If you were ever into lovably nerdy things in, like, 2014, perhaps you’ve heard of Yulin Kuang. At least, I hope so, given the fact that she makes the most delightful projects. To date, Kuang’s most popular works have mainly been fandom-adjacent. For instance, she crafted the Harry Potter-inspired wizard rock love story I Ship It, as well as a searingly funny modern take on Edgar Allen Poe in A Tell Tale Vlog.
But the news of Kuang’s latest and biggest project yet ought to finally get her the recognition she deserves. According to Deadline, she has been hired by New Line to write one of their new comedies, Jade Palace.
The film will track a young, established Asian-American woman who gives up her career in the name of family. Despite avoiding her past for years, our protagonist finds herself returning home to New Jersey to help her father manage the Chinese restaurant that’s been in their family for generations.
At first blush, Jade Palace could potentially be a lovely addition to Asian-Americana onscreen, which has been experiencing a wonderful resurgence in the last year or so. Notably, though, the film’s potential success does call for a particularly deft approach in order for it to feel its freshest.
After all, what do films such as Columbus, Crazy Rich Asians, Searching, and The Farewell all have in common? Regardless of whether these narratives are rooted in personal history or aim to tell a broader story, they are strengthened by the visionary work of their ambitious filmmakers.
Kogonada’s sublime debut film operates with simultaneous visual bombast and restraint, telling a powerful tale of intimacy and connectivity. Lulu Wang does wonders with her sophomore feature, as The Farewell is a profound yet uproarious portrait of loss and tradition. And while Crazy Rich Asians and Searching appeal to more mainstream palates, their artistry can be painstaking.
In comparison, I believe that Kuang has a vibrant signature style that’s poised to make Jade Palace unique in its own way. Writing, directing, and producing memorable online content for years has solidified Kuang’s place as a filmmaker of charming and quirky sensibilities, very often with an especially appealing feminist bent, too.
Personally, I was introduced to Kuang’s work through her 2014 short film, I Ship It. It remains the most popular video on her YouTube channel, YulinIsWorking, and for good reason. The short is a fusion of vlogging and more straightforward (if also cheeky) filmmaking styles and packs a distinct punch.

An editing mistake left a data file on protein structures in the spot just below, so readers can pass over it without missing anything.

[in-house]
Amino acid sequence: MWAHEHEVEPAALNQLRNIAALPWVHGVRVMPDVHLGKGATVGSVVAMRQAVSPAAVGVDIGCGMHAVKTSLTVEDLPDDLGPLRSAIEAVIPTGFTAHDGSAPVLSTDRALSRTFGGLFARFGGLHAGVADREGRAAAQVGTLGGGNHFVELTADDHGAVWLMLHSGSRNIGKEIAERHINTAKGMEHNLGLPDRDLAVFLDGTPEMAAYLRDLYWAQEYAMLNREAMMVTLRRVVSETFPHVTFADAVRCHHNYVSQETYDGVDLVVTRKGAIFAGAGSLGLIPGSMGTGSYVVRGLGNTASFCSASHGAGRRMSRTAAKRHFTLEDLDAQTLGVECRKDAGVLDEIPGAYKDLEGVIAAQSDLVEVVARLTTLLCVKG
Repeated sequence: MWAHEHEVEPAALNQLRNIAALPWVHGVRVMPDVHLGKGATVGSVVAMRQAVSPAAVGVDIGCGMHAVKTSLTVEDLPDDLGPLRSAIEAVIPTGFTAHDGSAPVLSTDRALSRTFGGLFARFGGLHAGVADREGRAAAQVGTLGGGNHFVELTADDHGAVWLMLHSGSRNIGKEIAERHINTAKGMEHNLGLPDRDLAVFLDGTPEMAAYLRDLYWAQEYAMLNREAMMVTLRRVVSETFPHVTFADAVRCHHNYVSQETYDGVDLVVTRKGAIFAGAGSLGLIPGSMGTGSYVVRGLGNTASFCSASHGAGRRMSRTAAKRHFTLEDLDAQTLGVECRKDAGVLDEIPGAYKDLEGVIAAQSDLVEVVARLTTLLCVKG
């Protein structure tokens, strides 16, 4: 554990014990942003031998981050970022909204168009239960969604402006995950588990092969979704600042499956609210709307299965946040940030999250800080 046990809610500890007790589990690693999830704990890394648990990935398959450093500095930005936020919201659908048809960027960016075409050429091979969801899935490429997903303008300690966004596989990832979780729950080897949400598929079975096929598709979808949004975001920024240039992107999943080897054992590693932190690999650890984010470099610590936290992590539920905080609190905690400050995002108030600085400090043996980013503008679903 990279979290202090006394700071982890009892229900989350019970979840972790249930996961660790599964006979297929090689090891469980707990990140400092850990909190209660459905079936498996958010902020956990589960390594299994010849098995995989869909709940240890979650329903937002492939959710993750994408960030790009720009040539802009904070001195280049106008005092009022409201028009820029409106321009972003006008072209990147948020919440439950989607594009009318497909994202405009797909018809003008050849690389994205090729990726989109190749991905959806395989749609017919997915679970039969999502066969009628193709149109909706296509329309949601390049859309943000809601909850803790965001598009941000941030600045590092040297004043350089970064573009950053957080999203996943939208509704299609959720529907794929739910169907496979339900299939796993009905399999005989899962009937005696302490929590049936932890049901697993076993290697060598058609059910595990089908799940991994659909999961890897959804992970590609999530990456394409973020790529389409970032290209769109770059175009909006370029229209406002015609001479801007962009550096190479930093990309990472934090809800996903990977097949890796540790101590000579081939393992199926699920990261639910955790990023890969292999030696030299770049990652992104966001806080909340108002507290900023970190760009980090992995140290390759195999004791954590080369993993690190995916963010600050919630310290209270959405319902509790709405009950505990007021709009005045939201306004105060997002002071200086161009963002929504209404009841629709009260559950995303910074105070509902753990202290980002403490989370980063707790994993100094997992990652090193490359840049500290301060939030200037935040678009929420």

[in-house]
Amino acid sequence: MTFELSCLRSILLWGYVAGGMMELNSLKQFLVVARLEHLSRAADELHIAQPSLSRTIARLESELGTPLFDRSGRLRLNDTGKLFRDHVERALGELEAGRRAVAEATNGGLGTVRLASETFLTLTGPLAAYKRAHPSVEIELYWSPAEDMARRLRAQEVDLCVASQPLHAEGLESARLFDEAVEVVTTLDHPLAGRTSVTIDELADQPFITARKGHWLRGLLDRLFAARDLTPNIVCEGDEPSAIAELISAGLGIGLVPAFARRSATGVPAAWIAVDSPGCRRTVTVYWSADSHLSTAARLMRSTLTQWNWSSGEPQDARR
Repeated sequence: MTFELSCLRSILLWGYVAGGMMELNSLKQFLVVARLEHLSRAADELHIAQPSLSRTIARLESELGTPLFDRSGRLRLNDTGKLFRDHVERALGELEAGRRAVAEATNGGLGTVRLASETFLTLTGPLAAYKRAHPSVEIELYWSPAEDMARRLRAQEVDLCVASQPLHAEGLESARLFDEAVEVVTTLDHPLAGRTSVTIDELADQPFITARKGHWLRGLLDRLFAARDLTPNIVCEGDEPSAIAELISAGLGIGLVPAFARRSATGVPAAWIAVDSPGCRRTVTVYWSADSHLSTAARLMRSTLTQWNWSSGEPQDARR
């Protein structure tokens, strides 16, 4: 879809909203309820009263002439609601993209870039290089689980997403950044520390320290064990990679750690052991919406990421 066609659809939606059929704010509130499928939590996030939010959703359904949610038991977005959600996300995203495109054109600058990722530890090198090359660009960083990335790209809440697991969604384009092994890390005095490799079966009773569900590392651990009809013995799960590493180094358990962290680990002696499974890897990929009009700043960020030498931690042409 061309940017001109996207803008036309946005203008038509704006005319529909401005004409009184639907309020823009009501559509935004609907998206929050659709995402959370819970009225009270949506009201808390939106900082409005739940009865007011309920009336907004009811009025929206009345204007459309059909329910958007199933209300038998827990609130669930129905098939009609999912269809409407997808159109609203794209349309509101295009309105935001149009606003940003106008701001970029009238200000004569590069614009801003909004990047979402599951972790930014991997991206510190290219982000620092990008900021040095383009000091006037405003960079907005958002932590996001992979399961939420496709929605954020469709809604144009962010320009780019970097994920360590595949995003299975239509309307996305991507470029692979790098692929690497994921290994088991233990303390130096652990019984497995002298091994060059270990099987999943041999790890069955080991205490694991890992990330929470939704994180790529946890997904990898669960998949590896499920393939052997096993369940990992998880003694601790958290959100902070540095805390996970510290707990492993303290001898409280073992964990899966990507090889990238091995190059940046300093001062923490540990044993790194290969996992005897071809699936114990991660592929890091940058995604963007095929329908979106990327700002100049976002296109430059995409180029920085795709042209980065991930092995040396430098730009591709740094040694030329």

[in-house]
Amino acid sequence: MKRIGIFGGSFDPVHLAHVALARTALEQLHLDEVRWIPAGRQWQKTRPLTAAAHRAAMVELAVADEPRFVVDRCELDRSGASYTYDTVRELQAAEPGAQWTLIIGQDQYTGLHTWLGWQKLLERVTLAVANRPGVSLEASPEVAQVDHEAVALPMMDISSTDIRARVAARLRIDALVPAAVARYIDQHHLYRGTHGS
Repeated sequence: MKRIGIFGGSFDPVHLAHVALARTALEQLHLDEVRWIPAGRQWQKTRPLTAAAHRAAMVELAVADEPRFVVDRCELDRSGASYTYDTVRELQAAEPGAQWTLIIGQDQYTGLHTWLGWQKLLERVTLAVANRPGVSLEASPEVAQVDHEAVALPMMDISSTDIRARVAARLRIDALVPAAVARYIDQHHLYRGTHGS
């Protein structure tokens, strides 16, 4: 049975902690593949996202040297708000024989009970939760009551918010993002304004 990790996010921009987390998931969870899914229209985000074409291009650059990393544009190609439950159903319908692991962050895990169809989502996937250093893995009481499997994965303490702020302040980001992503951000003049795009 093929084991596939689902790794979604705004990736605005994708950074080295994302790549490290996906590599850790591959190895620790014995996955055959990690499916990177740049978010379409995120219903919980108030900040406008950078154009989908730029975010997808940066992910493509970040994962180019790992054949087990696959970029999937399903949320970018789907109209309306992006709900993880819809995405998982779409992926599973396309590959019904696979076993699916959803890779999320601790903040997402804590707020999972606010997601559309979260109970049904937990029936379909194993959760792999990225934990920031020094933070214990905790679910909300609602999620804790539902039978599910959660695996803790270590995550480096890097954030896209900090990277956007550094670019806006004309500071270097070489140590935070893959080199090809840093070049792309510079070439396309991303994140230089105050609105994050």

There’s a definite Wes Andersonian flavor to the way Kuang’s characters interact with I Ship It‘s gorgeously vivid set pieces, no matter how contained they are. The employ of dramatic beats and mildly over-the-top line delivery also brings the craft of Edgar Wright to mind.
That said, the best part about I Ship It is that, beyond operating as cinematographic homages, there’s a sense of ingenuity in the film. The perfect casting of Mary Kate Wiles and Sean Persaud ensures pitch-perfect chemistry. Meanwhile, the film is cleverly scripted and edited that each laugh-out-loud moment rings true. It’s unsurprising that I Ship It eventually made it to The CW Seed as a web series.
Kuang’s addictively charismatic filmmaking formula is carried over to Shipwrecked Comedy, a YouTube channel that she co-founded with Sean and Sinead Persaud specializing in literary and historical comedies. First, Kuang co-wrote and directed A Tell Tale Vlog. The series follows Romantic-era author Poe as he records a writing vlog. At the same time, his latest “house guest,” a ghost named Lenore, haunts his study. Strange for sure, but also undoubtedly ridiculously funny.
Kuang’s next Shipwrecked venture is considerably more modern but remains focused on comically fraught interpersonal relationships. Kissing in the Rain centers on two actors who find themselves, as the title suggests, in many rainy intimate situations onscreen. But once the cameras stop rolling, their disdain for one another becomes apparent. Or so they think.
These Shipwrecked series are admittedly simple. The short runtime of individual episodes may indicate a perceived lack of depth in each story. However, A Tell Tale Vlog and Kissing in the Rain are actually really effective pieces of storytelling. Whether they’re trying to elicit laughter or warm our hearts, they are focused, satisfying, and emotionally-driven series with endless replayability.
Moreover, Kuang’s writing and directing extend beyond pop culture-laced projects. One of her earliest films, the award-winning The Perils of Growing Up Flat-Chested, is an adorable but importantly honest look at (self-)love and body confidence as a whole.
Once again, carefully curated stylistic decisions filter throughout the production. Nevertheless, the presumably predictable narrative of the short unfolds in a sobering way; one that’s way more sincere than badly cheesy. And of course, having a young Asian-American at the center of it all makes you realize how much we need more coming-of-age stories just like this one…
…Or maybe something that’s more stylized still; along the lines of Irene Lee, Girl Detective. Led by an extremely cute protagonist, this story tackles childhood imagination with equal parts whimsy and emotional resonance. Complete with a soothingly poetic narration by Sean Persaud (once again), there’s something very special about watching a little Asian-American girl live out her dreams, no matter what form they take.
Frankly, this is but a tiny sampling of Kuang’s talents. They are exhilarating indications of the sheer potential that Jade Palace has. In courting such a genuine filmmaker, New Line has made the right choice. And while we wait for the film to drop, I encourage you, dear reader, to seek out more of Kuang’s nuanced work on her YouTube channel. She’ll just keep blowing you away.
Related Topics: Filmmaking